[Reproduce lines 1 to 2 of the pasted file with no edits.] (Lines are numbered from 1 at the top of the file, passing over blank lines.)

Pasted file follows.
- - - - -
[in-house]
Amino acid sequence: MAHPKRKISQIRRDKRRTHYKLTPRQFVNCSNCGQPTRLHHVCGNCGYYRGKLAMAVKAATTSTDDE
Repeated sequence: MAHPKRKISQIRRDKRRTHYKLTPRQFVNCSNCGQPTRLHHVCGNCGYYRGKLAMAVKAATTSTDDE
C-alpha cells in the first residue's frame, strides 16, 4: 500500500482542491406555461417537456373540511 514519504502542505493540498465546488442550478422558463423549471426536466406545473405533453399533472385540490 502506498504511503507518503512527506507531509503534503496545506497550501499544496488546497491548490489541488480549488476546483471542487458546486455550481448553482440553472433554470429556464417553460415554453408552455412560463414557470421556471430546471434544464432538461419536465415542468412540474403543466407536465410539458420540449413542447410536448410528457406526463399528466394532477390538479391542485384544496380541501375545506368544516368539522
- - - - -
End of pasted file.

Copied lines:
[in-house]
Amino acid sequence: MAHPKRKISQIRRDKRRTHYKLTPRQFVNCSNCGQPTRLHHVCGNCGYYRGKLAMAVKAATTSTDDE